Project description:Hypoxia-inducible factor-1? (HIF-1?) is a highly oxygen sensitive bHLH protein that is part of the heterodimeric HIF-1 transcription factor. Under hypoxic stress, HIF-1 activity is induced to control expression of multiple downstream target genes, including vascular endothelial growth factor (VEGF). The normal epidermis exists in a constant mild hypoxic microenvironment and constitutively expresses HIF-1? and HIF-2?. Expression of HIF-1? and/or HIF-2? has been suggested to correlate with the increased malignant potential of melanocytes, therefore, failures of melanoma therapies may be partially linked to high HIF activity. Notably, melanomas that have the V600E BRAF mutation exhibit increased HIF-1? expression. We have utilized a bioinformatics approach to identify putative hypoxia response elements (HREs) in a set of genes known to participate in the process of melanogenesis (includingTRPM1, SLC45A2, HRAS, C-KIT, PMEL and CRH). While some of the mechanistic links between these genes and the HIF pathway have been previously explored, others await further investigation. Although agents targeting HIF activity have been proposed as novel treatment modalities for melanoma, there are currently no clinical trials in progress to test their efficacy in melanoma.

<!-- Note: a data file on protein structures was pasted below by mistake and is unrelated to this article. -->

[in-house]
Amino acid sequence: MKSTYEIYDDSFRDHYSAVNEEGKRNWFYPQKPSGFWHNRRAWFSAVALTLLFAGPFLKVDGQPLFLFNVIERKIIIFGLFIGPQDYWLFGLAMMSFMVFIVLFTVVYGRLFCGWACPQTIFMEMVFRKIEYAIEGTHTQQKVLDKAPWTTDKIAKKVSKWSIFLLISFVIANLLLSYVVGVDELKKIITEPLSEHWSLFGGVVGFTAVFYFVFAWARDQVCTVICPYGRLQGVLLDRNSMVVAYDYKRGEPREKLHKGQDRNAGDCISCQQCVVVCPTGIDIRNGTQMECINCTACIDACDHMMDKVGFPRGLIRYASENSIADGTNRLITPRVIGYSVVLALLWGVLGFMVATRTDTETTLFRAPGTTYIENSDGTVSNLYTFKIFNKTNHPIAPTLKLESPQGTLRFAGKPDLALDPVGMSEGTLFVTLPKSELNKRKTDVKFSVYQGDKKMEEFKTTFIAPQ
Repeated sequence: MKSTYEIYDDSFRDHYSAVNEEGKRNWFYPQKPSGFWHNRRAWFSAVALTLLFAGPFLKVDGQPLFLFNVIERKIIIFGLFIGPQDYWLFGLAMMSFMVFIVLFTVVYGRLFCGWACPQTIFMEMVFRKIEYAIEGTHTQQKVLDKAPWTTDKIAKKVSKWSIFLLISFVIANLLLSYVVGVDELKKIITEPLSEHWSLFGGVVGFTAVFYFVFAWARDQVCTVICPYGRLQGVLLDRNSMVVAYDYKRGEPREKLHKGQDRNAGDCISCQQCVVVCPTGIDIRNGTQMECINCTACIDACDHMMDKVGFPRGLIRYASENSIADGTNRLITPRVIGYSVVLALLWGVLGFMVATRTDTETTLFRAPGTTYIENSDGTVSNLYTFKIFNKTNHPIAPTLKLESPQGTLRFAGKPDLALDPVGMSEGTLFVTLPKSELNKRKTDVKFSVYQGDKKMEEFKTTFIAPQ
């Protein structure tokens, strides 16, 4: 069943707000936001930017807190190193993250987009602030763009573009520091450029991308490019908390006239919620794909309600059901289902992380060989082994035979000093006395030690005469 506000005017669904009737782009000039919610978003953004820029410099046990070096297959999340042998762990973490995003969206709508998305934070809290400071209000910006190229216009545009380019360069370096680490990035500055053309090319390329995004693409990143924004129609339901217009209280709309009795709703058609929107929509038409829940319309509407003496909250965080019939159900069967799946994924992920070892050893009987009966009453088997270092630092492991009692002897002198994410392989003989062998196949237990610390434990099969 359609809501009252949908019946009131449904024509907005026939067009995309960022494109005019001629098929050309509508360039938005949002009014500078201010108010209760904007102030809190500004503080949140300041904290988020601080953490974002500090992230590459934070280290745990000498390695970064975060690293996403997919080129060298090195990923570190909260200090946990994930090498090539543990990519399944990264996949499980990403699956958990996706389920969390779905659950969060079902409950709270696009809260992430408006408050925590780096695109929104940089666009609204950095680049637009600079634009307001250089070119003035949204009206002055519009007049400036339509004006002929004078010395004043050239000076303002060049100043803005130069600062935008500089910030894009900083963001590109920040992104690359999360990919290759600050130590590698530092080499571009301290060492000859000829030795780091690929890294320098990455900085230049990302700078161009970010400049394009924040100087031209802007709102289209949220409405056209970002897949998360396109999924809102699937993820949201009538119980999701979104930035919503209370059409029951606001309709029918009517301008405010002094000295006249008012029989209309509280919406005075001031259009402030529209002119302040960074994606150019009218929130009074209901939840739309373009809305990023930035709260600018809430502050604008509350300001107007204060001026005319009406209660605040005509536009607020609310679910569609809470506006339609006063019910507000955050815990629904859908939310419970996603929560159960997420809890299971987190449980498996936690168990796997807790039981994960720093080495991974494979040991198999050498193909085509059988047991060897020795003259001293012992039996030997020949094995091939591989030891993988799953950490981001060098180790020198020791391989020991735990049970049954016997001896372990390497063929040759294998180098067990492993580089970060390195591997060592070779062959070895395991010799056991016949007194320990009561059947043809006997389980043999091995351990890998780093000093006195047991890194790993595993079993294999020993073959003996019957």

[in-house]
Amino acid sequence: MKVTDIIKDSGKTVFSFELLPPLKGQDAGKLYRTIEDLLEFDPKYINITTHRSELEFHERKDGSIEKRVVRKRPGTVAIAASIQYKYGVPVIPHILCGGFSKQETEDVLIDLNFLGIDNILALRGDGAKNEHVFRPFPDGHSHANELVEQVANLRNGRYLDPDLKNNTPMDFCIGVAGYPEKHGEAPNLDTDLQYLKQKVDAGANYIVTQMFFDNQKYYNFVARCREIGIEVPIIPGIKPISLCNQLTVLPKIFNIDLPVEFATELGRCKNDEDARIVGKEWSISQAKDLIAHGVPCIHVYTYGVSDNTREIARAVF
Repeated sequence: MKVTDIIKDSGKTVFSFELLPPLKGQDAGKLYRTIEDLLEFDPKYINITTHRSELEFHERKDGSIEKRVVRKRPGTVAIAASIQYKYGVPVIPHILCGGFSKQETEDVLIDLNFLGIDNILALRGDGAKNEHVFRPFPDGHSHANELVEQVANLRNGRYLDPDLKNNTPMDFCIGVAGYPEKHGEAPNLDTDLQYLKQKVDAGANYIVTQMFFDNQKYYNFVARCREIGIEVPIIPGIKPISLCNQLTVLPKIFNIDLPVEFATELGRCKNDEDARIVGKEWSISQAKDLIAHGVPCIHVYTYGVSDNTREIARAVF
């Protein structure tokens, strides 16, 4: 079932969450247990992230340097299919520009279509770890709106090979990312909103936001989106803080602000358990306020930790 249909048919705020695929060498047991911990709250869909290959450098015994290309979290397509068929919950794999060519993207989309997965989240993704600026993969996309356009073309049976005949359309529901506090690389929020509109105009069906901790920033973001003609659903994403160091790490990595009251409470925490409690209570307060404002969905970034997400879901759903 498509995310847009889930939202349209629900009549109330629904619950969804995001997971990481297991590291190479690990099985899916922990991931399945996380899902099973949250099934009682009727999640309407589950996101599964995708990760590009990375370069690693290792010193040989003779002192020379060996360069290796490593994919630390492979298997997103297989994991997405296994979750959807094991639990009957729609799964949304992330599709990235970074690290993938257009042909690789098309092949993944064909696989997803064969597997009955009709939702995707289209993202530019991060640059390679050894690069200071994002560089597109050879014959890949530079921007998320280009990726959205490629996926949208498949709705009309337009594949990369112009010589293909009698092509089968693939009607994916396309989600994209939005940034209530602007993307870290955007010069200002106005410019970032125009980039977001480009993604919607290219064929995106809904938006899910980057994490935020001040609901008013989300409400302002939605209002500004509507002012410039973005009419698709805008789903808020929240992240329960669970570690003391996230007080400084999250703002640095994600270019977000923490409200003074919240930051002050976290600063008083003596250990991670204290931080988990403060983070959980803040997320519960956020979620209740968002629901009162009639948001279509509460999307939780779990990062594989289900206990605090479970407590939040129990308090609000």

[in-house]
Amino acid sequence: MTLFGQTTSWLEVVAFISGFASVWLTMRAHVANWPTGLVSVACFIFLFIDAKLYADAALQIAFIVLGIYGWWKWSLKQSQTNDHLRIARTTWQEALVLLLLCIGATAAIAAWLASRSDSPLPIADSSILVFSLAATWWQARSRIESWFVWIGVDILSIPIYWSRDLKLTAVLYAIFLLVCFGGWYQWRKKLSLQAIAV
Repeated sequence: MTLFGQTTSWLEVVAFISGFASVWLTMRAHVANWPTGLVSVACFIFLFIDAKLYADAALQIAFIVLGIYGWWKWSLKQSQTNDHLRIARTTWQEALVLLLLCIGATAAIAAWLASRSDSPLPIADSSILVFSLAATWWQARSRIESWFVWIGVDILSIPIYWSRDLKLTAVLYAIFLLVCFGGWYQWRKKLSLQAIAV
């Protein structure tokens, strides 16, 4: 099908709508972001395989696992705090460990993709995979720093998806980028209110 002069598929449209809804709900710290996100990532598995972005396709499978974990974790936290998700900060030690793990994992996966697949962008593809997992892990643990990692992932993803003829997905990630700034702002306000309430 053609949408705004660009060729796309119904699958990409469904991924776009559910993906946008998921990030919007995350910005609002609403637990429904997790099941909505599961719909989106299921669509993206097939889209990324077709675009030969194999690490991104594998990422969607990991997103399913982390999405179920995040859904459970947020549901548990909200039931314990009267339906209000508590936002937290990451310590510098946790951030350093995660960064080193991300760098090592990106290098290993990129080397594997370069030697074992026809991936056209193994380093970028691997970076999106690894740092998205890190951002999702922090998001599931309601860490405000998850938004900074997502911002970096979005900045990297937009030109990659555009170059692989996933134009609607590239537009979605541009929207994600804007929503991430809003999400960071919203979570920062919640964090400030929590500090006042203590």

Project description:Durable responses in metastatic melanoma patients remain generally difficult to achieve. Adoptive cell therapy (ACT) with ex vivo engineered lymphocytes expressing high affinity T-cell receptors (TCR?/?) for the melanoma antigen MART-1?????/HLA-A*0201 [recognized by F5 cytotoxic T lymphocytes (F5 CTL)] has been found to benefit certain patients. However, many other patients are inherently unresponsive and/or relapse for unknown reasons. To analyze the basis for the acquired resistance and strategies to reverse it, we established F5 CTL-resistant (R) human melanoma clones from relatively sensitive parental lines under selective F5 CTL pressure. Surface MART-1?????/HLA-A*0201 in these clones was unaltered and F5 CTLs recognized and interacted with them similar to the parental lines. Nevertheless, the R clones were resistant to F5 CTL killing, exhibited hyperactivation of the NF-?B survival pathway, and overexpression of the antiapoptotic genes B cell lymphoma protein 2 (Bcl-2), Bcl-2 related gene (long alternatively spliced variant of Bcl-x gene; Bcl-(xL)), and myeloid cell differentiation 1 (Mcl-1). Sensitivity to F5 CTL-killing could be increased by pharmacological inhibition of the NF-?B pathway, Bcl-2 family members, or the proteasome, the latter of which reduced NF-?B activity and diminished antiapoptotic gene expression. Specific gene-silencing (by siRNA) confirmed the protective role of antiapoptotic factors by reversing R clone resistance. Together, our findings suggest that long-term immunotherapy may impose a selection for the development of resistant cells that are unresponsive to highly avid and specific melanoma-reactive CTLs, despite maintaining expression of functional peptide:MHC complexes, due to activation of antiapoptotic signaling pathways. Though unresponsive to CTL, our results argue that resistant cells can be resensitized to immunotherapy with coadministration of targeted inhibitors to antiapoptotic survival pathways.